This is because people who post on mainstream news sites are, in general, less intelligent those who read and post on alt-right websites and blogs, so in the former there is more unity, as I noticed on Huffington Post for the far-left. When Trump was running, the alt-right could cast aside their differences and unify behind him, but with Trump elected, now what?
This incoherence is due to three factors: the ‘right’ generally being smarter and less conformist than the ‘left’ (more willing to challenge authority, more open-minded, better-educated about history, political science, and philosophy); second, the ‘right’ being more diverse, ideologically, than the ‘left’ (Liberalism is analogous to those 8-color Crayola crayon boxes kindergartners use. Conservatism is like the 100-color deluxe box.); and third, ego, which has less to with ideology and more to do with status-seeking.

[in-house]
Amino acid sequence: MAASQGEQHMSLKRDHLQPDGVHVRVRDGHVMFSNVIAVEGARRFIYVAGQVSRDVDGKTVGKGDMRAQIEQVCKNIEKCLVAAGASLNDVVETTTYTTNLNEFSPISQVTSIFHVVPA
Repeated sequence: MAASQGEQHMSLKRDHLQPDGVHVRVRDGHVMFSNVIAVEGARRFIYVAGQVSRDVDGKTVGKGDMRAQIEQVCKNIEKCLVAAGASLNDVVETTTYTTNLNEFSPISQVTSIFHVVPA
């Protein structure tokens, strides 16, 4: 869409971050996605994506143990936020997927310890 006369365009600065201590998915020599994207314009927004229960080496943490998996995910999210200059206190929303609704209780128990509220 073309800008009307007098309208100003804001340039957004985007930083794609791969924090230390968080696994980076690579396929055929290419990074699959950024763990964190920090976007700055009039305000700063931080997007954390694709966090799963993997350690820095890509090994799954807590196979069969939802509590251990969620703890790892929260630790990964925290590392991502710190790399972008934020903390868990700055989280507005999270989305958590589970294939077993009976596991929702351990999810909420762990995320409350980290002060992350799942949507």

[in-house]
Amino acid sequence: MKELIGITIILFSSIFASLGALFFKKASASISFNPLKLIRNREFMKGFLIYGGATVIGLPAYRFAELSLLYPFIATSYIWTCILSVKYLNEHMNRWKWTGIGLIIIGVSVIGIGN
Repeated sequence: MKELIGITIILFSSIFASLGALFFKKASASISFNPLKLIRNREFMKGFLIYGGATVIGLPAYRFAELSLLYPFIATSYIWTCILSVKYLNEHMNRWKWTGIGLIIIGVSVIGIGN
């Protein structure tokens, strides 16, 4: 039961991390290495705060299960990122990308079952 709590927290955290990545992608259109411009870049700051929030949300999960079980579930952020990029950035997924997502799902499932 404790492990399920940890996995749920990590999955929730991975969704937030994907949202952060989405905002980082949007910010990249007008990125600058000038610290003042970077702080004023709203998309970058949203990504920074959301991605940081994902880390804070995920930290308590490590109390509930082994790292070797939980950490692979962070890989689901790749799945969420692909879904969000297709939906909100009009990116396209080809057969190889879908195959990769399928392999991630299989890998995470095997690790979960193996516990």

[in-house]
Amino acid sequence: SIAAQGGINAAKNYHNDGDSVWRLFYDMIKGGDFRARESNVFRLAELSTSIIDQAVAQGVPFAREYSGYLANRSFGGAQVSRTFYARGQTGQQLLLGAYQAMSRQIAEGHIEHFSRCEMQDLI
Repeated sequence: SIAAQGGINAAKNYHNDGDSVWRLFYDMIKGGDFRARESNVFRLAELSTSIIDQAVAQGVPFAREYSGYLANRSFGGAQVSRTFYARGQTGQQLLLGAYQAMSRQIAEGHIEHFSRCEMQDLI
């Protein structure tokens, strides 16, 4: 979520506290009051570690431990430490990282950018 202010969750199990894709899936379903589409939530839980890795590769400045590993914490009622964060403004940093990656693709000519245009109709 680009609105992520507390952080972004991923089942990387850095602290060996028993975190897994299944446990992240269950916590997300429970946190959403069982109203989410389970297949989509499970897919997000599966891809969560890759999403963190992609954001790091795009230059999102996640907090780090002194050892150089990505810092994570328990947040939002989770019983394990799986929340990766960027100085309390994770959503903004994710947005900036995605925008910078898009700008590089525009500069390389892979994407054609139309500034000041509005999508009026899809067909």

The ‘right’ is split between the age-old individualism vs. traditionalism schism, whereas the ‘left’ seem to all agree on things like ‘maximizing individual liberty’ (positive liberties) and ‘promoting equality, fairness, and opportunity'(example: John Rawls Theory of Justice, although there is a small schism between classical liberals vs. welfare and socialist liberals. The former seek equal opportunity, and the latter seek equal outcomes). The ‘right’ promotes ‘negative liberties’ and individualism (example: Anarchy, State, and Utopia, by Robert Nozick), but traditionalism says that man is part of a ‘collective’ – state, family, creed, lineage, nation, religion, etc., so it gets messy in choosing the optimal balance between the two (just compare neoconservatism with paloeconservatism with right-nationalism with libertarianism). ‘Mainstream conservatism’ balances the two, as described by Russell Kirk’s six “canons” of conservatism (which heavily influenced post-WW2 American conservatism):